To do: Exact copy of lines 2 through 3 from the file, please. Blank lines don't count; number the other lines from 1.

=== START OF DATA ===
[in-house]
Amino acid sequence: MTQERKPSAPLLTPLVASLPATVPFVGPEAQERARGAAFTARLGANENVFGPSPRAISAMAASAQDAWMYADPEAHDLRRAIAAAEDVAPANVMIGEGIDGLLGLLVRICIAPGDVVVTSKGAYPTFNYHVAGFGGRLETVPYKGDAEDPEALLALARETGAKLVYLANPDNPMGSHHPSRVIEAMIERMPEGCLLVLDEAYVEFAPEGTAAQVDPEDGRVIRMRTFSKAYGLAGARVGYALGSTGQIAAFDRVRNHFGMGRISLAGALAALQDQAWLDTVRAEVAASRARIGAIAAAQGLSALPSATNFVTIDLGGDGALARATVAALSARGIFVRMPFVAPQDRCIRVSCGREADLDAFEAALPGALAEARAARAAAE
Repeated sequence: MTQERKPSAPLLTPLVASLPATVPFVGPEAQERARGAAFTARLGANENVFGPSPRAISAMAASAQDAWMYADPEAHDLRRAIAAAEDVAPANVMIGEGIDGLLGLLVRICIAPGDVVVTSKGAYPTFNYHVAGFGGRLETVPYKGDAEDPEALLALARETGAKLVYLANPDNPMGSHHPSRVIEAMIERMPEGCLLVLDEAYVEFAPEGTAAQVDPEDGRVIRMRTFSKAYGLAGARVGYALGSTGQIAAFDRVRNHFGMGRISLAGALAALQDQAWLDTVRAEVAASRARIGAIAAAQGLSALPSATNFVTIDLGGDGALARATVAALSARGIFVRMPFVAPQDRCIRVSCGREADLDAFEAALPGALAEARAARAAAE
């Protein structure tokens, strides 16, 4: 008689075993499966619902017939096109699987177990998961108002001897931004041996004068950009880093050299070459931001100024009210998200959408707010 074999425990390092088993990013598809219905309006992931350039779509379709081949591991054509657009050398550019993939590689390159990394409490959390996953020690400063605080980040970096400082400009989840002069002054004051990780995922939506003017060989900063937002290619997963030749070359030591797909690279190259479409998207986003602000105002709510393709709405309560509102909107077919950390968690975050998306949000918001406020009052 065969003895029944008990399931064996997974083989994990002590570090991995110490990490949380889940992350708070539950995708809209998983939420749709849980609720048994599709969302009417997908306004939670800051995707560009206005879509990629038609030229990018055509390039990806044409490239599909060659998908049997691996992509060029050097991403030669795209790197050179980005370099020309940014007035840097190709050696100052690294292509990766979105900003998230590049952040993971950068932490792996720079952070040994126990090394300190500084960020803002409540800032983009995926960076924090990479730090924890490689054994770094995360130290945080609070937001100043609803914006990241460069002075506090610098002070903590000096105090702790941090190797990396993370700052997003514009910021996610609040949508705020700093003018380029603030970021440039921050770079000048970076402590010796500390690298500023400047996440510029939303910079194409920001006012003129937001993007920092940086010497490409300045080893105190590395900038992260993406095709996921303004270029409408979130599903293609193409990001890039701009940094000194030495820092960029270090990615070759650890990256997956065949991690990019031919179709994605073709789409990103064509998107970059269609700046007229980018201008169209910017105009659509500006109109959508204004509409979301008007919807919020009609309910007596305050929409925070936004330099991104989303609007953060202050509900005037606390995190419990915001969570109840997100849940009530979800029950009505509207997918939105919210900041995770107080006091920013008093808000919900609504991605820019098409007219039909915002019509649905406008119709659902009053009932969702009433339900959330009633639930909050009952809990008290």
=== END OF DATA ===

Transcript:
Amino acid sequence: MTQERKPSAPLLTPLVASLPATVPFVGPEAQERARGAAFTARLGANENVFGPSPRAISAMAASAQDAWMYADPEAHDLRRAIAAAEDVAPANVMIGEGIDGLLGLLVRICIAPGDVVVTSKGAYPTFNYHVAGFGGRLETVPYKGDAEDPEALLALARETGAKLVYLANPDNPMGSHHPSRVIEAMIERMPEGCLLVLDEAYVEFAPEGTAAQVDPEDGRVIRMRTFSKAYGLAGARVGYALGSTGQIAAFDRVRNHFGMGRISLAGALAALQDQAWLDTVRAEVAASRARIGAIAAAQGLSALPSATNFVTIDLGGDGALARATVAALSARGIFVRMPFVAPQDRCIRVSCGREADLDAFEAALPGALAEARAARAAAE
Repeated sequence: MTQERKPSAPLLTPLVASLPATVPFVGPEAQERARGAAFTARLGANENVFGPSPRAISAMAASAQDAWMYADPEAHDLRRAIAAAEDVAPANVMIGEGIDGLLGLLVRICIAPGDVVVTSKGAYPTFNYHVAGFGGRLETVPYKGDAEDPEALLALARETGAKLVYLANPDNPMGSHHPSRVIEAMIERMPEGCLLVLDEAYVEFAPEGTAAQVDPEDGRVIRMRTFSKAYGLAGARVGYALGSTGQIAAFDRVRNHFGMGRISLAGALAALQDQAWLDTVRAEVAASRARIGAIAAAQGLSALPSATNFVTIDLGGDGALARATVAALSARGIFVRMPFVAPQDRCIRVSCGREADLDAFEAALPGALAEARAARAAAE